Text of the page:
12. The prince… shall bear upon his shoulder, etc. — The king of Israel is represented as carrying upon his own shoulder all the load which his people carries — and is there not also upon him the heavier “burden” of fulfilled prophecy? (See note Ezekiel 12:6; Ezekiel 12:10.)

Verse 13

13. My net also will I spread upon him — The attempt to escape shall be a failure. The Babylonian king shall capture the fugitives and carry them to Chaldea, but the net in which they are taken is not Nebuchadnezzar’s, but Jehovah’s. These shrewd “captains” might have outwitted Nebuzaradan, but they could not evade the Almighty (Jeremiah 39:4-7; Hosea 7:12; Ezekiel 17:20; Ezekiel 32:3).

Yet shall he not see it — This explicit prophecy, that his eyes should be put out, was literally fulfilled — though Ezekiel himself does not record its fulfillment (2 Kings 25:7; Jeremiah 39:7; Jeremiah 52:11). “Ezekiel had no solicitude to make out the truth of his own predictions.” — Cowles.

Verse 14-15

14, 15. See notes Ezekiel 5:1-13. To Ezekiel Jehovah (Lord) was the equivalent of justice and holiness; and when he said, “They shall know Jehovah,” he meant that the divine justice and holiness would then be demonstrated.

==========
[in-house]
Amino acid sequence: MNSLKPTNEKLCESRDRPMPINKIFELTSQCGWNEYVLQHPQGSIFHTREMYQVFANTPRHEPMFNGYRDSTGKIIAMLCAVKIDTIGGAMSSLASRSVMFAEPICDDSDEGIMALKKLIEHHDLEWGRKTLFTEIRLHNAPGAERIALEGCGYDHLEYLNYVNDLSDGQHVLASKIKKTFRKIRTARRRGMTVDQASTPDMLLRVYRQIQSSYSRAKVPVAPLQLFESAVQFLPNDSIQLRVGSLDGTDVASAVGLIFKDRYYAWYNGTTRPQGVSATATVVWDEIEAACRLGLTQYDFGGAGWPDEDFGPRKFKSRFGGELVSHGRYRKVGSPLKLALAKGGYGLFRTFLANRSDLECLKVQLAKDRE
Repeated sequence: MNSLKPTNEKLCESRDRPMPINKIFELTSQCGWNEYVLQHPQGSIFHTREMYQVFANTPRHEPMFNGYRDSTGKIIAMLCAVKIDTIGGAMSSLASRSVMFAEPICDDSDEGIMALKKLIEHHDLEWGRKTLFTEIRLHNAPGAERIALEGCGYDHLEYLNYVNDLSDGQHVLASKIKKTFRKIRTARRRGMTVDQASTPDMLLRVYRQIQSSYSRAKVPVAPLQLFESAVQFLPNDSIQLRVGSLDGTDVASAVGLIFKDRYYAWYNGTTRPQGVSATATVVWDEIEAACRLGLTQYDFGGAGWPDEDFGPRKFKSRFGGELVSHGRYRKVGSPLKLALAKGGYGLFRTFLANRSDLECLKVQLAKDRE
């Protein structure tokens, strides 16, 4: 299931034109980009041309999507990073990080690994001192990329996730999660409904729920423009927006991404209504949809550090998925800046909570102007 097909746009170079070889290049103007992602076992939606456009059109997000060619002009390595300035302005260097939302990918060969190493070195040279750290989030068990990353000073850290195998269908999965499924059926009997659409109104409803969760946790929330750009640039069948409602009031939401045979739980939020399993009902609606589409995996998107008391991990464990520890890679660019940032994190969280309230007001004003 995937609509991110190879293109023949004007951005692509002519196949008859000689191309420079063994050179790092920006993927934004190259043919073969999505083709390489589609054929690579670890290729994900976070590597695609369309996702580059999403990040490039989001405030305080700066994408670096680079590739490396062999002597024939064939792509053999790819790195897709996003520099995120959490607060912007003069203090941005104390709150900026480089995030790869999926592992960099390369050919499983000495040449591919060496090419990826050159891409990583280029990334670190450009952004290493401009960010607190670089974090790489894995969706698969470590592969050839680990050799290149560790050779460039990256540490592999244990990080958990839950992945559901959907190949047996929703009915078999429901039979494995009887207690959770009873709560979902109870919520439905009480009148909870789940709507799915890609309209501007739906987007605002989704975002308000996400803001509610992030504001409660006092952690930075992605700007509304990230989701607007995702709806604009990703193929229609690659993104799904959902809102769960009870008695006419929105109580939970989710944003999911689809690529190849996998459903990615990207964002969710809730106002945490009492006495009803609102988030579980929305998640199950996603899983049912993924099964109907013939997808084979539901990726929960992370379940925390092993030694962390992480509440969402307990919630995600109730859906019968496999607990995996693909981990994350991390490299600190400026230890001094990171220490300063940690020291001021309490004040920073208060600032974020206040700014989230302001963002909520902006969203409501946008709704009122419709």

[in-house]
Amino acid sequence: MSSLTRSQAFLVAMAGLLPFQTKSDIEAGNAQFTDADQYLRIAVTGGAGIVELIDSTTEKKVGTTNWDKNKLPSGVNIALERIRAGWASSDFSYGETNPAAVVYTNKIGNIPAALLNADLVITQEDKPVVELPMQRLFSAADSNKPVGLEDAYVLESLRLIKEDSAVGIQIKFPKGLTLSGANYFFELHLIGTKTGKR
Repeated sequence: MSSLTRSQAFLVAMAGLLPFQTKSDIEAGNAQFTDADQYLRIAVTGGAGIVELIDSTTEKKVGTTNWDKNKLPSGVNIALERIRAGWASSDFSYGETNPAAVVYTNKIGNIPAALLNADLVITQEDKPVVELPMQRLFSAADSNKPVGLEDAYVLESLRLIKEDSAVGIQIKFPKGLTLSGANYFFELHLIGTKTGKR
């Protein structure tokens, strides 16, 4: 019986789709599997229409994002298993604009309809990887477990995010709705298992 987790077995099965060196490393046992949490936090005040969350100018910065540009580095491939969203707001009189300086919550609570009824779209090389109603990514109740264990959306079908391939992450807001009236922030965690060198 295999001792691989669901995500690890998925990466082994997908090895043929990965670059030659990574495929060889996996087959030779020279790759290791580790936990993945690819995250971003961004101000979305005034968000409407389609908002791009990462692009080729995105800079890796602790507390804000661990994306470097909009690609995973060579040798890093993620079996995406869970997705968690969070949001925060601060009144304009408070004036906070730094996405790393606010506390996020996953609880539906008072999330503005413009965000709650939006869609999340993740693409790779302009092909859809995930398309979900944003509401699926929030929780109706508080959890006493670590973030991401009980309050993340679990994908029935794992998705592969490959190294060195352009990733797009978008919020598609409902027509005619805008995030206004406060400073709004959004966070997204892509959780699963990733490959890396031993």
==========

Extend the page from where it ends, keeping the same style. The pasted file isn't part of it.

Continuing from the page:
Verse 16

16. I will leave a few — This is the “remnant” which represents the true Israel, and which shall show to the heathen the beauty of monotheism as compared with the “abominations” of idolatry and thus carry even into Chaldea the recognition of the true God (Ezekiel 6:8-10; Ezekiel 14:22-23; Ezekiel 20:9, etc.).

Verses 17-19

17-19. Eat thy bread with quaking, etc. — This is the same symbolic act, indicating the famished condition of the population of Jerusalem together with their fear and shuddering, which Ezekiel had previously performed during his long and toilsome siege of the mimic city (Ezekiel 4:9-12; Ezekiel 4:16). Recent events may have made the repetition of this picture-sermon more impressive than it had been previously. Desolate from all that is therein [literally, from its fullness], because, etc. — That is, the land now so full of people and of riches shall become desolate, and the reason for this is not agricultural or political, but moral. It is the wickedness and violence of the people that have brought upon them their calamity (Ezekiel 7:11).